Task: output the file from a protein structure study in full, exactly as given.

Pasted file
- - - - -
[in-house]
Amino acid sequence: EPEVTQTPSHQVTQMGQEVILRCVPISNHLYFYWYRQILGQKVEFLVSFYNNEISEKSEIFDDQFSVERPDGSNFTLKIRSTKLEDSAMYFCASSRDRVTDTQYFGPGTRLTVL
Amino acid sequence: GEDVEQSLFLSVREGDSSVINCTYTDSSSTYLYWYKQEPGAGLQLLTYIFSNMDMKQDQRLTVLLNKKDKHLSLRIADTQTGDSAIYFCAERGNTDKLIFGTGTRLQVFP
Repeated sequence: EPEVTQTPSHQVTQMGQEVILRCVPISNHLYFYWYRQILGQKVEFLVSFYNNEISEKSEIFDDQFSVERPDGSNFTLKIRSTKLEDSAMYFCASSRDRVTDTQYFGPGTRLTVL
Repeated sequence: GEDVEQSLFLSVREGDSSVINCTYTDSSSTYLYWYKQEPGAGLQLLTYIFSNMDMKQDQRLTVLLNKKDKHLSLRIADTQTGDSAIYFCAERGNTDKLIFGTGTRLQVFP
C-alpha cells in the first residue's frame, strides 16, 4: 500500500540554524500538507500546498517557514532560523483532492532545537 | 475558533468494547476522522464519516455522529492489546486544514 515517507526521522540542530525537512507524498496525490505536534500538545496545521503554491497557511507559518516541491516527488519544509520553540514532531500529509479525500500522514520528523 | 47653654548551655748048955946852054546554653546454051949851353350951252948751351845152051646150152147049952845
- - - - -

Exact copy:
[in-house]
Amino acid sequence: EPEVTQTPSHQVTQMGQEVILRCVPISNHLYFYWYRQILGQKVEFLVSFYNNEISEKSEIFDDQFSVERPDGSNFTLKIRSTKLEDSAMYFCASSRDRVTDTQYFGPGTRLTVL
Amino acid sequence: GEDVEQSLFLSVREGDSSVINCTYTDSSSTYLYWYKQEPGAGLQLLTYIFSNMDMKQDQRLTVLLNKKDKHLSLRIADTQTGDSAIYFCAERGNTDKLIFGTGTRLQVFP
Repeated sequence: EPEVTQTPSHQVTQMGQEVILRCVPISNHLYFYWYRQILGQKVEFLVSFYNNEISEKSEIFDDQFSVERPDGSNFTLKIRSTKLEDSAMYFCASSRDRVTDTQYFGPGTRLTVL
Repeated sequence: GEDVEQSLFLSVREGDSSVINCTYTDSSSTYLYWYKQEPGAGLQLLTYIFSNMDMKQDQRLTVLLNKKDKHLSLRIADTQTGDSAIYFCAERGNTDKLIFGTGTRLQVFP
C-alpha cells in the first residue's frame, strides 16, 4: 500500500540554524500538507500546498517557514532560523483532492532545537 | 475558533468494547476522522464519516455522529492489546486544514 515517507526521522540542530525537512507524498496525490505536534500538545496545521503554491497557511507559518516541491516527488519544509520553540514532531500529509479525500500522514520528523 | 47653654548551655748048955946852054546554653546454051949851353350951252948751351845152051646150152147049952845